Mei Hua San Nong
(3 Variations on the Plum Blossom)

Mei-Hua-San-Nong made its earliest appearance in the handbook Shen Qi Mi Pu(preface dated 1425). Also called Mei-Hua-Yin or Yu-Fei-Yin . It was originally a flute piece composed by Huan Yi who lived during the Eastern Jin dynasty ( 317-420). As the story goes, Huan Yi played this tune for Wang Huizhi , who was the son of the great callgrapher Wang Xizhi (307-365), when they happened to meet on the road. During the Tang dynasty (618-907), Yan Shigu rearranged it as a piece for the guqin.

According to the handbook Po Ya Xing Fa (preface dated 1609) by the Ming musician Yang Lun , there is the description that the "plum blossom is the purist and clearest flower, and qin has the purist and clearest sound. Using the clearest sound to indicate the purist subject is appropriate because qin has the very beautiful tone resembling cool frost.."

The Plum blossom can withstand rigorous winter and still blooms and dances in the wind. Its whiteness and fragrance are delicate and beautiful. Because of blossom's elegant, fresh and quiet nobility, it is used to describe those who have a noble personality. .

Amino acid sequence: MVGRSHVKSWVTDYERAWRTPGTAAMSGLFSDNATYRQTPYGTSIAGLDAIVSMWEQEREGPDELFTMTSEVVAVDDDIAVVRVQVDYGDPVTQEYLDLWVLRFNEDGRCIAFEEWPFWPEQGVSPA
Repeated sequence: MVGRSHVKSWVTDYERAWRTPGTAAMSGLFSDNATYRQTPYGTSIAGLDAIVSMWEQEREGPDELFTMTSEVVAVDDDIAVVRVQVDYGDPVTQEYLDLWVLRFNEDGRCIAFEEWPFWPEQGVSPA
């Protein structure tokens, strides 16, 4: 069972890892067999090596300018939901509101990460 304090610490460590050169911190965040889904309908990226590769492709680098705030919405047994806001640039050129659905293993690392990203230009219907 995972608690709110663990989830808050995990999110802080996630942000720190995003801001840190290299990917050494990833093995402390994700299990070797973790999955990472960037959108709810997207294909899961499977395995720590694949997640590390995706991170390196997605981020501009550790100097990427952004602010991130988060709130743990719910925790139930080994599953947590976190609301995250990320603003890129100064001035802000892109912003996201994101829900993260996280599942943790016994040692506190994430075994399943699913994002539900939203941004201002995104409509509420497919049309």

This piece employs the three basic techniques for producing sound while playing the guqin : San yin, fan yin and an yin. San Yin is a free sound where the left hand does not touch the strings while the right hand plucks or strums the string. Fan Yin is the harmonic when the left hand lightly touches the strings while the right hand plucks or strums the string. An Yin is the sound produced when the left hand stops down the string at the indicated positions while the right hand plucks or strums. Mei Hua San Nong is so called, because the one melody is repeated in three different variations of harmonics in three different postions on the instrument.

In the Shen Qi Mi Pu, the piece has ten parts bearing the following subtitles: (translations from R.H.Van Gulik [died 1967] in his Lore of the Chinese Lute )

1, Evening moon over the mountains.
2, First variation: Calling the moon. The tones penetrate into the wide mist.
3, Second variation: Entering the clouds. The tones penetrate into the clouds.
4, The Blue Bird calls the soul.
5, Third variation: Trying to pass the Heng river. The tones imitate a long-drawn sign.
6, Tones of a jade flute.
7, Plaques of jade hit by a cool breeze.
8, Tones of an iron flute.
9, Plum blossoms dancing in the wind.
10, Infinite longing.

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